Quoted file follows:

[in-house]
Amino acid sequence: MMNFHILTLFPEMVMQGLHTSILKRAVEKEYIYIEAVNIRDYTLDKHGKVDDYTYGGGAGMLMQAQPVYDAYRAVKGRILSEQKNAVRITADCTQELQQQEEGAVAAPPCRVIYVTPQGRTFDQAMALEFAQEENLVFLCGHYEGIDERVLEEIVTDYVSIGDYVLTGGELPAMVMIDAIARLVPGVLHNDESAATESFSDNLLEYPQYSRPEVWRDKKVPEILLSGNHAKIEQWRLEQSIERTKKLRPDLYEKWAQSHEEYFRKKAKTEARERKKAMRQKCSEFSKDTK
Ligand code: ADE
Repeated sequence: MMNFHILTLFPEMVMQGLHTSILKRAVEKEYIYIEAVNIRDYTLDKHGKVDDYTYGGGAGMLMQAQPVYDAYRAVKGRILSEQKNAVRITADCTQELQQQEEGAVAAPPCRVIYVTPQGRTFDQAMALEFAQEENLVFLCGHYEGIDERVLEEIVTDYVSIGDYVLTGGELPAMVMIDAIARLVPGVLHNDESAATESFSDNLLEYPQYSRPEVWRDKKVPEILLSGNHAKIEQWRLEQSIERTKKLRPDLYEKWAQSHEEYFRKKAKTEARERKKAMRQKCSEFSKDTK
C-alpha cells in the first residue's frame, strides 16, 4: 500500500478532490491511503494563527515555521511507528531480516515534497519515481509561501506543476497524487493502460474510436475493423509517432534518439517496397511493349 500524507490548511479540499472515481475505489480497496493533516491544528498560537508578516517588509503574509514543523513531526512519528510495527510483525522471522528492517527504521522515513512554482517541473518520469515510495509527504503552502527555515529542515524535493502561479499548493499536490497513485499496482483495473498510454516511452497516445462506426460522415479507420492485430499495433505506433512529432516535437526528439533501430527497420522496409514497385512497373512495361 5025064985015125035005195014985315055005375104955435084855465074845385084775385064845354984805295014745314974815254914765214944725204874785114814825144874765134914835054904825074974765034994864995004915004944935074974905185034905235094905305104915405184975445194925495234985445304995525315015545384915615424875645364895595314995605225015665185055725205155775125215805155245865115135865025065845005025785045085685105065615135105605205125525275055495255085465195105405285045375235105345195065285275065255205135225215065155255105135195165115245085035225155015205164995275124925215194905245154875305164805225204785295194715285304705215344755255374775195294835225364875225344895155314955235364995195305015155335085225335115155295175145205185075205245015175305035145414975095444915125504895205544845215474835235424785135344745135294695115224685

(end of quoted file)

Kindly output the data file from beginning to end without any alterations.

[in-house]
Amino acid sequence: MMNFHILTLFPEMVMQGLHTSILKRAVEKEYIYIEAVNIRDYTLDKHGKVDDYTYGGGAGMLMQAQPVYDAYRAVKGRILSEQKNAVRITADCTQELQQQEEGAVAAPPCRVIYVTPQGRTFDQAMALEFAQEENLVFLCGHYEGIDERVLEEIVTDYVSIGDYVLTGGELPAMVMIDAIARLVPGVLHNDESAATESFSDNLLEYPQYSRPEVWRDKKVPEILLSGNHAKIEQWRLEQSIERTKKLRPDLYEKWAQSHEEYFRKKAKTEARERKKAMRQKCSEFSKDTK
Ligand code: ADE
Repeated sequence: MMNFHILTLFPEMVMQGLHTSILKRAVEKEYIYIEAVNIRDYTLDKHGKVDDYTYGGGAGMLMQAQPVYDAYRAVKGRILSEQKNAVRITADCTQELQQQEEGAVAAPPCRVIYVTPQGRTFDQAMALEFAQEENLVFLCGHYEGIDERVLEEIVTDYVSIGDYVLTGGELPAMVMIDAIARLVPGVLHNDESAATESFSDNLLEYPQYSRPEVWRDKKVPEILLSGNHAKIEQWRLEQSIERTKKLRPDLYEKWAQSHEEYFRKKAKTEARERKKAMRQKCSEFSKDTK
C-alpha cells in the first residue's frame, strides 16, 4: 500500500478532490491511503494563527515555521511507528531480516515534497519515481509561501506543476497524487493502460474510436475493423509517432534518439517496397511493349 500524507490548511479540499472515481475505489480497496493533516491544528498560537508578516517588509503574509514543523513531526512519528510495527510483525522471522528492517527504521522515513512554482517541473518520469515510495509527504503552502527555515529542515524535493502561479499548493499536490497513485499496482483495473498510454516511452497516445462506426460522415479507420492485430499495433505506433512529432516535437526528439533501430527497420522496409514497385512497373512495361 5025064985015125035005195014985315055005375104955435084855465074845385084775385064845354984805295014745314974815254914765214944725204874785114814825144874765134914835054904825074974765034994864995004915004944935074974905185034905235094905305104915405184975445194925495234985445304995525315015545384915615424875645364895595314995605225015665185055725205155775125215805155245865115135865025065845005025785045085685105065615135105605205125525275055495255085465195105405285045375235105345195065285275065255205135225215065155255105135195165115245085035225155015205164995275124925215194905245154875305164805225204785295194715285304705215344755255374775195294835225364875225344895155314955235364995195305015155335085225335115155295175145205185075205245015175305035145414975095444915125504895205544845215474835235424785135344745135294695115224685